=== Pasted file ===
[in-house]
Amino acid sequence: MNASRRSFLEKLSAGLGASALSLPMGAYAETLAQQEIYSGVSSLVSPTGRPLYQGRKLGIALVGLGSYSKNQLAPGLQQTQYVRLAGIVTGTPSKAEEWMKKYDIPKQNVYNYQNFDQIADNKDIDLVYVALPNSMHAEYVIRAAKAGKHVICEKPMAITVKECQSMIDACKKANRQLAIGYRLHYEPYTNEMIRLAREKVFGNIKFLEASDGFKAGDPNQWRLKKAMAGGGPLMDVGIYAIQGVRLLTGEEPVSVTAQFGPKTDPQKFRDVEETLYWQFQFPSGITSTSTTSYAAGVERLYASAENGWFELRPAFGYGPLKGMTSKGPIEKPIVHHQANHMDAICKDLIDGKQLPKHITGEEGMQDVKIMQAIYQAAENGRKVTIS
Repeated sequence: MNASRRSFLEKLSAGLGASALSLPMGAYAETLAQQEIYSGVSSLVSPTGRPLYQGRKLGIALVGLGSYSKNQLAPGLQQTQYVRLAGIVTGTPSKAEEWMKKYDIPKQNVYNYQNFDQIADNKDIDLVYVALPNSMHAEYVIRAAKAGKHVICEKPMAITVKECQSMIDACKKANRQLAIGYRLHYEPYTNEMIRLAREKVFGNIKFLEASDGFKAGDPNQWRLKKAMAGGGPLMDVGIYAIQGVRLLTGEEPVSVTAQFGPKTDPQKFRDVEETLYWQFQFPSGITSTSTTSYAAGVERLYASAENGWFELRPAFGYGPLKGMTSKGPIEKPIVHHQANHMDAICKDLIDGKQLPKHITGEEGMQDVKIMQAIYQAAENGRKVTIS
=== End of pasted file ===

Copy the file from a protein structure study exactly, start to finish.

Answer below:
[in-house]
Amino acid sequence: MNASRRSFLEKLSAGLGASALSLPMGAYAETLAQQEIYSGVSSLVSPTGRPLYQGRKLGIALVGLGSYSKNQLAPGLQQTQYVRLAGIVTGTPSKAEEWMKKYDIPKQNVYNYQNFDQIADNKDIDLVYVALPNSMHAEYVIRAAKAGKHVICEKPMAITVKECQSMIDACKKANRQLAIGYRLHYEPYTNEMIRLAREKVFGNIKFLEASDGFKAGDPNQWRLKKAMAGGGPLMDVGIYAIQGVRLLTGEEPVSVTAQFGPKTDPQKFRDVEETLYWQFQFPSGITSTSTTSYAAGVERLYASAENGWFELRPAFGYGPLKGMTSKGPIEKPIVHHQANHMDAICKDLIDGKQLPKHITGEEGMQDVKIMQAIYQAAENGRKVTIS
Repeated sequence: MNASRRSFLEKLSAGLGASALSLPMGAYAETLAQQEIYSGVSSLVSPTGRPLYQGRKLGIALVGLGSYSKNQLAPGLQQTQYVRLAGIVTGTPSKAEEWMKKYDIPKQNVYNYQNFDQIADNKDIDLVYVALPNSMHAEYVIRAAKAGKHVICEKPMAITVKECQSMIDACKKANRQLAIGYRLHYEPYTNEMIRLAREKVFGNIKFLEASDGFKAGDPNQWRLKKAMAGGGPLMDVGIYAIQGVRLLTGEEPVSVTAQFGPKTDPQKFRDVEETLYWQFQFPSGITSTSTTSYAAGVERLYASAENGWFELRPAFGYGPLKGMTSKGPIEKPIVHHQANHMDAICKDLIDGKQLPKHITGEEGMQDVKIMQAIYQAAENGRKVTIS